SVSU ESP and teachers to pursue joint health plan


BENNINGTON >> Teachers with the Southwest Vermont Supervisory Union have begun contract negotiations with the schools alongside the educational support personnel, with the goal of coming up with a unified solution on healthcare.

The educational support personnel (ESP) and teachers both agreed to short-term contracts that will expire at the end of next June, with the teachers signing a two-year contact in 2015 and the ESPs signing a one-year contract earlier this year. Under those contracts, health insurance was left untouched. However, that will not be an option moving forward, as the Vermont Education Health Initiative, which currently provides insurance to SVSU employees, will be rolling out a new set of Affordable Care Act compliant plans starting in July of 2017, and the groups wanted to see what those plans will look like, and how they would compare to plans offered through Vermont Health Connect, which was the option preferred by the school boards.

"We had a meeting this afternoon concerning the options that are available to us as far as health insurance," said Mount Anthony Union Board Chairman Tim Holbrook after Wednesday's teacher contract negotiation meeting. "People who were there, as well as others, firmly believe that we have to have a unified health insurance program for all the employees within the district, whether they be support personnel, teachers, or administrators."

The ESP negotiating teams met on Tuesday, but their meeting focused largely on determining which staff members would be let go in the event of a layoff. SVSU legal counsel Dina Atwood, of the firm Stitzel, Page, and Fletcher, said: "The proposal from the board is that employees that are deemed most qualified in their job classification based on past performance, evaluations, skills, and the special needs of the assignment shall be retained over employees. That concern is a student-centered concern from the board's perspective."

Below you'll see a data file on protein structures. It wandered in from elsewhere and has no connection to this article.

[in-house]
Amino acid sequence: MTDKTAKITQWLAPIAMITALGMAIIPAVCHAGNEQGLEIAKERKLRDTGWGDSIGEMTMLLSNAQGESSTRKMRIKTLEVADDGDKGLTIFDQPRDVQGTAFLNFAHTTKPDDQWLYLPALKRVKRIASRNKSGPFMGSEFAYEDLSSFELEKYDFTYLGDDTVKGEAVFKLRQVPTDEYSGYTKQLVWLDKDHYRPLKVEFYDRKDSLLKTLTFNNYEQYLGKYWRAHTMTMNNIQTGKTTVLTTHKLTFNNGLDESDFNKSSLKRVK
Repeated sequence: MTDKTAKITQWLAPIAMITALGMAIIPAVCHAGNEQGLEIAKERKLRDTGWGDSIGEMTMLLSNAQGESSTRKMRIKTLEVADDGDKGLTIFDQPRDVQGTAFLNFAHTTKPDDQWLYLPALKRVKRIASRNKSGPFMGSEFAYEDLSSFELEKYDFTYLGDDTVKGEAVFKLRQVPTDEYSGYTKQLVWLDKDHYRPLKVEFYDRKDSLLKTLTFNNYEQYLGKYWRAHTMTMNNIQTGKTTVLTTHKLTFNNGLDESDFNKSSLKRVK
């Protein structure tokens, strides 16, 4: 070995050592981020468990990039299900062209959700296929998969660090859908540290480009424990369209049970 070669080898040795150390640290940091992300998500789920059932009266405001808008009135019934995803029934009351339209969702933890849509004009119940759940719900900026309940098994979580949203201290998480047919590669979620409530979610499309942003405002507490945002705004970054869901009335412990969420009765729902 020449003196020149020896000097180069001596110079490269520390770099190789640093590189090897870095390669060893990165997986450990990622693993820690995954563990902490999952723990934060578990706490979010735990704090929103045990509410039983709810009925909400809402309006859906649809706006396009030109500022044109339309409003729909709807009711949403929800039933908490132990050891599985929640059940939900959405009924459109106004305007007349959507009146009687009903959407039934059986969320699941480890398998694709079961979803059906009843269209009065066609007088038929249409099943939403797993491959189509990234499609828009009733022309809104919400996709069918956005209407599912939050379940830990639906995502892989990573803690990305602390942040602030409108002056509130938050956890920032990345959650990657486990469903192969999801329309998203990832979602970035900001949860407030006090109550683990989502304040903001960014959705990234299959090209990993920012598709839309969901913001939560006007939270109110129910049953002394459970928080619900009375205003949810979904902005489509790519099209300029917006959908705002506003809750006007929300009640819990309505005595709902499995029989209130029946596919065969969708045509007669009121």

ESP counsel Norm Bartlett, of the National Education Association, asked which aspects of the current policy, which states layoffs be done in reverse order of seniority, aren't working. "If you have to have a layoff, you want to have it be orderly, and it can't be orderly unless it's objective," he said, "I know we all think we can do that (evaluate which employees are most qualified), but it's impossible. This is a school district where the majority of our employees are special education. They are all employed by the supervisory union. They are all in different buildings and a number of different facilities. They are evaluated by different people. It's very hard to be consistent. It's perfectly fine to eliminate non-performing employees through the just cause provision that we have, I've just found that it's a dilemma if you say, we have to remove an employee, you now have to prove which is the least qualified. As opposed to saying, all I have to establish is who is the least senior."

The two sides found some common ground in a system that was based in seniority, but would allow employees with specific skills that cannot be replaced by other employees to be passed over in the event of a layoff.

Negotiations on both contracts are open to the public, are broadcast on Catamount Access Television, and will continue through the coming months.

— Contact Derek Carson at 802-447-7567, ext. 122.


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